Social media: Anything goes vs. social responsibility
Andrew Korybko
U.S. President Donald Trump holds up a front page of the New York Post as he speaks to reporters while signing an executive order on social media companies in the Oval Office of the White House in Washington, U.S., May 28, 2020. /Reuters

U.S. President Donald Trump holds up a front page of the New York Post as he speaks to reporters while signing an executive order on social media companies in the Oval Office of the White House in Washington, U.S., May 28, 2020. /Reuters

Editor's note: Andrew Korybko is a Moscow-based American political analyst. The article reflects the author's opinions and not necessarily the views of CGTN.

Trump's recent tiff with Twitter has quickly escalated to industry-wide proportions after he signed an Executive Order on Thursday ordering the government to review whether that social media company and others' editing of user content forfeits their rights to remain exempt from legal liability under Section 230 of the Communications Decency Act. That might understandably sound a bit confusing to ordinary readers so it's important to explain what this means and what it could imply for the future.

In plain English, social media companies like Twitter cannot presently be taken to court for whatever their users post, which frees them from expensive legal complications (whether frivolous or otherwise) arising from the services that they provide. Trump, however, believes that Twitter's recent fact-checking of his controversial skepticism about the Democrats' proposal for nationwide mail-in presidential election ballots is a blatant violation of its neutrality and amounts to unregulated political activity.

His accusations resemble exactly what many conservatives have been alleging for years already about how Twitter and other social media companies reportedly censor their accounts outright or impose what's been popularly described as "shadow censorship" by tinkering their algorithms in such a way that practically nobody is able to see their content unless they manually view the said person's page. This is in stark contrast to what's theoretically supposed to be the "anything goes" approach, except of course when it comes to illegal activity.

A screenshot of Donald Trump's twitter.

A screenshot of Donald Trump's twitter.

Proponents of these companies' contentious editorial decisions strongly believe that they have a social responsibility to everyone else to ensure that these platforms remain pleasant places for all sorts of people to respectfully express themselves, advocating a zero-tolerance approach towards those who do so at others' expense. That's somewhat understandable in principle but doesn't work out that perfectly in practice, at least according to conservatives' reports about being (shadow) censored or even having their accounts deactivated.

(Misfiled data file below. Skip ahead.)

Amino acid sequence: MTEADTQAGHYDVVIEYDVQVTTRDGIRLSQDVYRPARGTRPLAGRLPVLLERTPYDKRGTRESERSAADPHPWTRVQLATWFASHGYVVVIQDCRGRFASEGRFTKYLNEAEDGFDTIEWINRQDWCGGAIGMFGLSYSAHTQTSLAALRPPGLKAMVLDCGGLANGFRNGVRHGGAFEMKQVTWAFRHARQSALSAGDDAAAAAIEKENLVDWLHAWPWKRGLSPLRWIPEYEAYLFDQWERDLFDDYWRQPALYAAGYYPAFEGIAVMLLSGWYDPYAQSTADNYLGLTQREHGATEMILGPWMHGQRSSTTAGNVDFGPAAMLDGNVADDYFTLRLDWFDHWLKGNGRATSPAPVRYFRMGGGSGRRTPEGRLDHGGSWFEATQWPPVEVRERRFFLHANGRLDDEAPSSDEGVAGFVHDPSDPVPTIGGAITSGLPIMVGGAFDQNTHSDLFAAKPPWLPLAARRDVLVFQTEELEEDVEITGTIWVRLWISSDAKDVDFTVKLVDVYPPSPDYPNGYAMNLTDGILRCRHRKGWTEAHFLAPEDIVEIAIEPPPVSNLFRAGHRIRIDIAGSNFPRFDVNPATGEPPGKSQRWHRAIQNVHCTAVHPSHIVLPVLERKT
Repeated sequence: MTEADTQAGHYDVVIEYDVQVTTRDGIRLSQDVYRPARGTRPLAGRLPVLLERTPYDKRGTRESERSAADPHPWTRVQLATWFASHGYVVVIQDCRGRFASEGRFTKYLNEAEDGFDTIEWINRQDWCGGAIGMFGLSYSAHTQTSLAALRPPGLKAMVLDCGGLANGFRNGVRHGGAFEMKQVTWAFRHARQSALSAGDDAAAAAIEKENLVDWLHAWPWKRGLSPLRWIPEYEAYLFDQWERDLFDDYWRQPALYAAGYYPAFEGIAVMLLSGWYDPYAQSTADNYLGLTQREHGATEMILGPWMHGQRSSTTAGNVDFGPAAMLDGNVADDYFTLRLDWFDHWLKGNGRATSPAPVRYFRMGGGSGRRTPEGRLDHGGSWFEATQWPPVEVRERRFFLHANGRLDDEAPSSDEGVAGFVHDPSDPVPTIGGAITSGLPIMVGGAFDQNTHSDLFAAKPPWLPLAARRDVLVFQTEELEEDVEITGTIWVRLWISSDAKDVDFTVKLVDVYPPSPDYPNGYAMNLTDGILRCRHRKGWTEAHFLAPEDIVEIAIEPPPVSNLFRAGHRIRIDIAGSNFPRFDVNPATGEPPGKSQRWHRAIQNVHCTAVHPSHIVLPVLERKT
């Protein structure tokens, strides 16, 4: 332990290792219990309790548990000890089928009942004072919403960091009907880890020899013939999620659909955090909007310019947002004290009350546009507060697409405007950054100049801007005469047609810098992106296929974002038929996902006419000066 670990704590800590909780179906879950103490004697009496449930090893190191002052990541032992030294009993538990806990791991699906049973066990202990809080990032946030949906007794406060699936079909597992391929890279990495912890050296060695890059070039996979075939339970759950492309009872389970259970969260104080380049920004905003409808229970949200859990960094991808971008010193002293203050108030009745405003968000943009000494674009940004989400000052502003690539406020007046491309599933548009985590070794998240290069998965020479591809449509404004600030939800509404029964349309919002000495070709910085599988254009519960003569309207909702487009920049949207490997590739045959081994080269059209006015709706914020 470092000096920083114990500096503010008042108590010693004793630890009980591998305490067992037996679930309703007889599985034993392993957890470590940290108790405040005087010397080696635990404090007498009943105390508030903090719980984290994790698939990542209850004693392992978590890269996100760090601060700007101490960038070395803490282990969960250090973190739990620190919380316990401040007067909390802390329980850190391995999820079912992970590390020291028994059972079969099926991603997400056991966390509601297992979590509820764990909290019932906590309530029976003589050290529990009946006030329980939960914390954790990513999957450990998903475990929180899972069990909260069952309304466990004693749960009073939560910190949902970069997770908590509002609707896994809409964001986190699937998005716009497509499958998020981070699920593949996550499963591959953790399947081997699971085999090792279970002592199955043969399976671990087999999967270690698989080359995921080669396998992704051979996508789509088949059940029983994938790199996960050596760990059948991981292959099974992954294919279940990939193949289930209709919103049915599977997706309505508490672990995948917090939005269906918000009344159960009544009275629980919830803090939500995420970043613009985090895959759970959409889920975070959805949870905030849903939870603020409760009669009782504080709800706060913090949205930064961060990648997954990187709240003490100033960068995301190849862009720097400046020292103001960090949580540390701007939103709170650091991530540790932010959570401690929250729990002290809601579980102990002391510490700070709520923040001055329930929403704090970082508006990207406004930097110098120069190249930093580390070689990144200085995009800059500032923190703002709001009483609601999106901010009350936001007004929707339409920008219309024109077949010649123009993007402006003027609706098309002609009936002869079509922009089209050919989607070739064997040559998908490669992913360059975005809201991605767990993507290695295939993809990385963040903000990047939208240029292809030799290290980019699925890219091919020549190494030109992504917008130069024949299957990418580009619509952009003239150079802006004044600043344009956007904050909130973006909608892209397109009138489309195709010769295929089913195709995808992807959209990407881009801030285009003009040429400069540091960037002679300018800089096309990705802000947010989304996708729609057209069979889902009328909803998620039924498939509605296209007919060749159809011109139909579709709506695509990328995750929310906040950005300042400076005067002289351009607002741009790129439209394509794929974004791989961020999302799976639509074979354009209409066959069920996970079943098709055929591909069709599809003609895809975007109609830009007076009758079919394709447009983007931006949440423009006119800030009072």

What Trump is basically trying to do with his latest move is to put unprecedented pressure on Twitter and other such social media companies to step back from what he regards as their partisan editorial approach towards social responsibility and return to the era of laissez-faire policies. (Shadow) Censorship, he and his supporters believe, has been abused for purely political purposes that might even tilt the odds of the upcoming election. These are very serious accusations and certainly deserve to be investigated by the relevant authorities.

It's uncertain what the outcome of their probe will be, but it's nevertheless possible to make some generalizations about the present-day state of the situation. Practically every globally popular social media company is based in the U.S., and almost all the highly publicized (shadow) censorship reports have traditionally been about the suppression of conservative opinions, especially of a political or social nature. This makes the entire discussion very U.S.-centric even though it could have global implications.

The looming legal battle is all about whether those aforesaid opinions constitute some manner of "threat" to society and should therefore be (shadow) censored or worse, and furthermore, who is the final authority on determining that? If companies independently make their own policies in this respect on their own prerogative despite not being legally liable for users' content, and especially if it's determined that they abused these political purposes, then they'd arguably have forfeited their exemption from legal liability by behaving as publishers.

The implications of that could be tremendous by either imposing ridiculously excessive legal costs on those companies due to possible class action lawsuits related to the content that they host, or embolden them to openly embrace censorship as an official policy and thus force contrarian-minded users to flee to other platforms in order to escape the echo chambers that they'd otherwise be trapped in. Considering the enormous influence that social media has many people's lives, this looming battle is set to be a really big deal for all.

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